Los Cabos Travel Guide
El Arco, Los Cabos © Mexican Tourist Board
Located at the southern-most tip of the Baja California peninsula, where the warm waters of the Sea of Cortez collide with the wild Pacific, Los Cabos is an area of striking beauty and one of Mexico's top holiday resort destinations. Surrounded by a vast cactus desert and ochre-coloured mountains, the azure waters offer diving, sailing and swimming, and the area is a world-renowned Mecca for sport fishing and surfing.
Los Cabos is an area made up of the two resort towns of San José del Cabo and Cabo San Lucas, sitting at either end of an 18-mile (29km) stretch of exquisite beaches sprinkled with exclusive luxury holiday resorts and championship golf courses, known locally as the Resort Corridor. San José del Cabo is the older and more traditional of the two resorts with the unhurried pace of a colonial Mexican village. Cabo San Lucas started as a simple fishing village and is now one of the favourite beach holiday destinations of the elite, with high quality luxury services and an energetic nightlife. The majority of visitors base themselves in San Lucas or the Resort Corridor. Just offshore is the area's landmark and an impressive natural wonder, Los Arcos (The Arches), a beautiful, wave-sculpted rock formation.
There are shops galore in the two towns and along the Resort Corridor, and shoppers will not be disappointed in the variety of clothes and shoes, gifts and souvenirs, furniture, jewellery, leather goods and speciality stores. Cabo San Lucas has the largest selection of shops, and also has imported American goods, an artisan's market and dozens of boutiques to explore while on holiday.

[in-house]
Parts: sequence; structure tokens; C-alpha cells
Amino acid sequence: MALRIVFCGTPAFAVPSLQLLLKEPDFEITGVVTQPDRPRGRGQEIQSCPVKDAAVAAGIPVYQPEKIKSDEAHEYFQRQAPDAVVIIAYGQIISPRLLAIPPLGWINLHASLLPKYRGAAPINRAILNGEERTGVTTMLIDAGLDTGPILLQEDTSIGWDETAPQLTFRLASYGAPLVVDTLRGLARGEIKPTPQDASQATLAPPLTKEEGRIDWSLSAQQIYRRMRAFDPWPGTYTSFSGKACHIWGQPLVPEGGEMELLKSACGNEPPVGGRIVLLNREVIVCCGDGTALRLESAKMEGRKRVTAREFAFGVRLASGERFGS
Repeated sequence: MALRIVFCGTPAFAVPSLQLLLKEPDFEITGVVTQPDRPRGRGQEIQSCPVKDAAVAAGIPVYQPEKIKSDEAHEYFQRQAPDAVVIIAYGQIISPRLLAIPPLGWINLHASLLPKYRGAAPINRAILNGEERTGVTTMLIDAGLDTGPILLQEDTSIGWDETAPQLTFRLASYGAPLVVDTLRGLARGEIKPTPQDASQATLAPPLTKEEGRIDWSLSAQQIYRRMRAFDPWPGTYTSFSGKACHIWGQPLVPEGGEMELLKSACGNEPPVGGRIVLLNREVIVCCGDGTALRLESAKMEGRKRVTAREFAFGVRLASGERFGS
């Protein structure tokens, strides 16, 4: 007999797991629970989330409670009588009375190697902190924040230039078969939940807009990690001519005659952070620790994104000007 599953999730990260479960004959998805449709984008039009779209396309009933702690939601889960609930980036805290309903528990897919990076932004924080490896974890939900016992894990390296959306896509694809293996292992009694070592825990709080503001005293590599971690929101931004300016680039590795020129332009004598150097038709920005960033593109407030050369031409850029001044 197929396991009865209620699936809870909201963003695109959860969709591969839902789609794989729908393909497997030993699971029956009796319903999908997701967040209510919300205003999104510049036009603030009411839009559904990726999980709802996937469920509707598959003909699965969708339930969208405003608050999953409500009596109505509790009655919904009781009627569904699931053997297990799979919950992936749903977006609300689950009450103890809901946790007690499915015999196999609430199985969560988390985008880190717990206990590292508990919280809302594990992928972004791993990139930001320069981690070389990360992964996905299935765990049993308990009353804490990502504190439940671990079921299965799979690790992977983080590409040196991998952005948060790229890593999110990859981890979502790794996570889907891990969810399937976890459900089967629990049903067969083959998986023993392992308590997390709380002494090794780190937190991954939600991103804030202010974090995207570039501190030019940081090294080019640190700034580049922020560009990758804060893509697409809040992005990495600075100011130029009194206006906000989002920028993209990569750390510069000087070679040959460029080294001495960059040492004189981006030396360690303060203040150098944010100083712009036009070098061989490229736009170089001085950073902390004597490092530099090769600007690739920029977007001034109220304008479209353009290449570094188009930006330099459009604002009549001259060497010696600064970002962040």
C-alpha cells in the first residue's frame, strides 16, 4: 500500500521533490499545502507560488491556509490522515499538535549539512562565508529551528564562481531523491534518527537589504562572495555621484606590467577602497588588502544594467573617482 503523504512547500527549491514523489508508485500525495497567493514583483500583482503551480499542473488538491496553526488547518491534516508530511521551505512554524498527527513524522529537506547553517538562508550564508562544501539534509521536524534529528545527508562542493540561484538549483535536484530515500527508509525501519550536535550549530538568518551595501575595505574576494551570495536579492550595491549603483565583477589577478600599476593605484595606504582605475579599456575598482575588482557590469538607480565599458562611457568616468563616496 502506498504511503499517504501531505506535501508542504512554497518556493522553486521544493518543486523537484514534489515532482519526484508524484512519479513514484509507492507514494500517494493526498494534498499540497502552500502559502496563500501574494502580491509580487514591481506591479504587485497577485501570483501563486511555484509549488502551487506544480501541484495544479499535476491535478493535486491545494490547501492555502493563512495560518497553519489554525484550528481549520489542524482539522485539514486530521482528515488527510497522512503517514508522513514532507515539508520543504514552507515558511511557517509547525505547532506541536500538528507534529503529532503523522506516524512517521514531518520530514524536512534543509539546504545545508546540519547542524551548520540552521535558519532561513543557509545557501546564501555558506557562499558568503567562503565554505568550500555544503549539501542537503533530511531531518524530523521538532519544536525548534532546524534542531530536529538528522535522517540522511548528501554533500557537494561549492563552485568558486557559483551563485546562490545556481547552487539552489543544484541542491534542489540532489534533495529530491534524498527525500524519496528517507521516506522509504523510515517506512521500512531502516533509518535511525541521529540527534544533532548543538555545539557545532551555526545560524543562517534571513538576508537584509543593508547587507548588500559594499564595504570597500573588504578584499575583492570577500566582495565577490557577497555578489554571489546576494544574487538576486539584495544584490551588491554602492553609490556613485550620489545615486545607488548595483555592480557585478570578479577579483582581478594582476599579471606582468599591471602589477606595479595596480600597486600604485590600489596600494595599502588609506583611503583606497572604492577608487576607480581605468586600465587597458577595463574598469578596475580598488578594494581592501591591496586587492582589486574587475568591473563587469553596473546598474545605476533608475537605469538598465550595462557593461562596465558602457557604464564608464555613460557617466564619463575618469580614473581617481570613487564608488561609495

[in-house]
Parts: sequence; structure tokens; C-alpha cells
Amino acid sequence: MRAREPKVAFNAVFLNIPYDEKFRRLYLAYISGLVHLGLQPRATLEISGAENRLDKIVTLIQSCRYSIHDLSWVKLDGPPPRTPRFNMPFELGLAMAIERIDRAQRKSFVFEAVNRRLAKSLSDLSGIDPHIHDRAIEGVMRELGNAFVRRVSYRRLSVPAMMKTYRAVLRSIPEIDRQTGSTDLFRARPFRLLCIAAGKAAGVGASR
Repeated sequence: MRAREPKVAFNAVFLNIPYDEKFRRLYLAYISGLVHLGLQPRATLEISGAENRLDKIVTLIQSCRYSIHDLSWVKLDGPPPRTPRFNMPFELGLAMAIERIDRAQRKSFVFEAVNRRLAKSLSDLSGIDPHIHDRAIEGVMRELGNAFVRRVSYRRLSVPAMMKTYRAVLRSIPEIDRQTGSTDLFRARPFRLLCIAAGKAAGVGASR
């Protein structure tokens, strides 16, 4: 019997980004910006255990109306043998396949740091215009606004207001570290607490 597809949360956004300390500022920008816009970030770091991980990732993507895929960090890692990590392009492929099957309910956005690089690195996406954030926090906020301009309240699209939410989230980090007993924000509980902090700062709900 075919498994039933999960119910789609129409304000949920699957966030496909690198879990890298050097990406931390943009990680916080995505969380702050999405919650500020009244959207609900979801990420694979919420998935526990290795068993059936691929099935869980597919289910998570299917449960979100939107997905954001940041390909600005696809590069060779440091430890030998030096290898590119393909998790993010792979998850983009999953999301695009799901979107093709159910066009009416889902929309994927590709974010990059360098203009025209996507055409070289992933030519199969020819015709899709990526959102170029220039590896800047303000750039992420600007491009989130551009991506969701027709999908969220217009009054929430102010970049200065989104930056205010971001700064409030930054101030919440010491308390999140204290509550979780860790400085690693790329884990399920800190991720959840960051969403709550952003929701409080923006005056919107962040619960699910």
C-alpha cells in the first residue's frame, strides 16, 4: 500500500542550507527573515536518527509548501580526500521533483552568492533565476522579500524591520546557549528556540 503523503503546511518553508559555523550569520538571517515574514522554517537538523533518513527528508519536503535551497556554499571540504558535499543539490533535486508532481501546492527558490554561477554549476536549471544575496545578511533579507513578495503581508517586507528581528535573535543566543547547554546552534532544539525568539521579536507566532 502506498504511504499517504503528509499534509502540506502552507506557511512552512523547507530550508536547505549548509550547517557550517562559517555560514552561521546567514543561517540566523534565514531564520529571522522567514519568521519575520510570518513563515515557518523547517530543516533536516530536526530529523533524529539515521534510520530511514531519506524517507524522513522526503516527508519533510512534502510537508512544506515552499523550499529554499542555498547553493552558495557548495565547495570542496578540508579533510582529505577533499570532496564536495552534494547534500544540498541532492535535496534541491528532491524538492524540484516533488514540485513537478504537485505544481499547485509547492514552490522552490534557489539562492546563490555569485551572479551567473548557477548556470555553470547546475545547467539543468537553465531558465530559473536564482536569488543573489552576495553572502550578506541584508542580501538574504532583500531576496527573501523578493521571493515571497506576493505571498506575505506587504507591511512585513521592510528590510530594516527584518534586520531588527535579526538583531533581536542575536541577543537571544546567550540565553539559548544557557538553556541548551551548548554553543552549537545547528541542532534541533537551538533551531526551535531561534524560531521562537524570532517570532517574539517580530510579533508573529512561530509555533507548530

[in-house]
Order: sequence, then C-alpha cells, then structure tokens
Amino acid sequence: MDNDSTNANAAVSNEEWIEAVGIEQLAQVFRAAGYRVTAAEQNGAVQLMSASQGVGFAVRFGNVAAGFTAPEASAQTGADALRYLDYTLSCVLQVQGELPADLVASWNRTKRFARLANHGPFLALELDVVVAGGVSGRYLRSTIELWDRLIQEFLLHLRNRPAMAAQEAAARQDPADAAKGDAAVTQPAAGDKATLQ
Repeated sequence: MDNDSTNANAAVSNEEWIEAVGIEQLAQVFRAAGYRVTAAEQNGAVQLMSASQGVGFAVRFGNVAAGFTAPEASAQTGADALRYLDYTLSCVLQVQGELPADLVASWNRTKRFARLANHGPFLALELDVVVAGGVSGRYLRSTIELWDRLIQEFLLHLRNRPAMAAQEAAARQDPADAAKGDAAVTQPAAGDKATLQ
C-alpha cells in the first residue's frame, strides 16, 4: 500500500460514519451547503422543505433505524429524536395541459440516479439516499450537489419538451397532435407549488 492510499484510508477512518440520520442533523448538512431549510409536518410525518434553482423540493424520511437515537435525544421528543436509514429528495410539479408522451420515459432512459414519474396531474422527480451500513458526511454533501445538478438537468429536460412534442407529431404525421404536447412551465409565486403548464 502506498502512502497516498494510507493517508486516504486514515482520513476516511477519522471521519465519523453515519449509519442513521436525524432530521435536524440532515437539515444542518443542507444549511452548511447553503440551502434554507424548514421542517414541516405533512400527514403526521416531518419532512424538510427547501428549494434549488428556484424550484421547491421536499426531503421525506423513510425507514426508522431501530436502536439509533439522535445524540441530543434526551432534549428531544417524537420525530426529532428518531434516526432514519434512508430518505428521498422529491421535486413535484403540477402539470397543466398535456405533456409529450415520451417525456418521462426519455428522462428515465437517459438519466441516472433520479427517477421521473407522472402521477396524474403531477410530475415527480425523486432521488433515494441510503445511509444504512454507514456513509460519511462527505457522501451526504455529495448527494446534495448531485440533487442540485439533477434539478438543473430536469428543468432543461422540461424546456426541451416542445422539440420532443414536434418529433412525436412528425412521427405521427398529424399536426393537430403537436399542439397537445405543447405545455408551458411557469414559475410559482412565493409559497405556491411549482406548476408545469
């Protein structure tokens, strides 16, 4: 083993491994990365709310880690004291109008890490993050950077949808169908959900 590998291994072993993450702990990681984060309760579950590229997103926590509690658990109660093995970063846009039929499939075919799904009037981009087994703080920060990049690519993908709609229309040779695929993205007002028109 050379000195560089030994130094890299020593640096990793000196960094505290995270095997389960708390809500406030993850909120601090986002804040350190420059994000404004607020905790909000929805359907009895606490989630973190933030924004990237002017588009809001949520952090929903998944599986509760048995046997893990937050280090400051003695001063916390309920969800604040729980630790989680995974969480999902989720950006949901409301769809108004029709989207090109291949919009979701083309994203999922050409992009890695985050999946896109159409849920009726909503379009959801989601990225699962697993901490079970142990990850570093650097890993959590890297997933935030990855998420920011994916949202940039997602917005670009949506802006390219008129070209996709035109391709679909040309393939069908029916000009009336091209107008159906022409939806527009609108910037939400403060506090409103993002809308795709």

There are numerous restaurants in Los Cabos offering a wide range of fare from Italy, France and North America, as well as some excellent local Mexican cuisine. Seafood is understandably popular and is offered by almost every style of eatery. Diners can choose between fine dining, local restaurants with dancing and live music, bistros, and casual eateries. The tourist-orientated Resort Corridor has a vast variety of fine dining options, while simple Mexican cuisine is best found in either San José or San Lucas. Lorenzillas offers great food with a great view, and upscale Casiano's is a great place to treat yourself to a decadent five-course dinner. One of the best places to sit elbow-to-elbow with locals is Marisquería Mazatlán, which serves simple and delicious seafood.
The after dark scene in Los Cabos is mainly located in Cabo San Lucas, which has a livelier atmosphere than the relatively laid-back San José and attracts a younger, more energetic crowd. The most popular nightclubs are El Squid Roe, Cabo Wabo, Zoo Bar & Dance and The Giggling Marlin, while many hotels have popular clubs and bars. For a quieter evening out, there are also numerous places to enjoy soft music and a romantic atmosphere.
Los Cabos has become one of the leading golfing holiday destinations in Mexico, featuring five championship courses and a wonderful setting for golf. Los Cabos is also known as the Marlin Capital of the world, and is a fishing Mecca for most of the year. Divers are never disappointed with the abundance of marine life, and whale watching tours operate between January and April. Watersport operators and hotels also offer sailing, windsurfing, surfing, water-skiing, and kayaking, as well as sunset cruises, snorkelling tours, and excursions to the natural rock formation known as El Arco. Other activities include horse-riding, bird watching, and spa facilities that offer fitness and pampering opportunities.
Los Cabos can sometimes experience hurricanes and tropical storms. Hurricane season runs from June to November and visitors to the region during this time should take care to check weather and storm forecasts.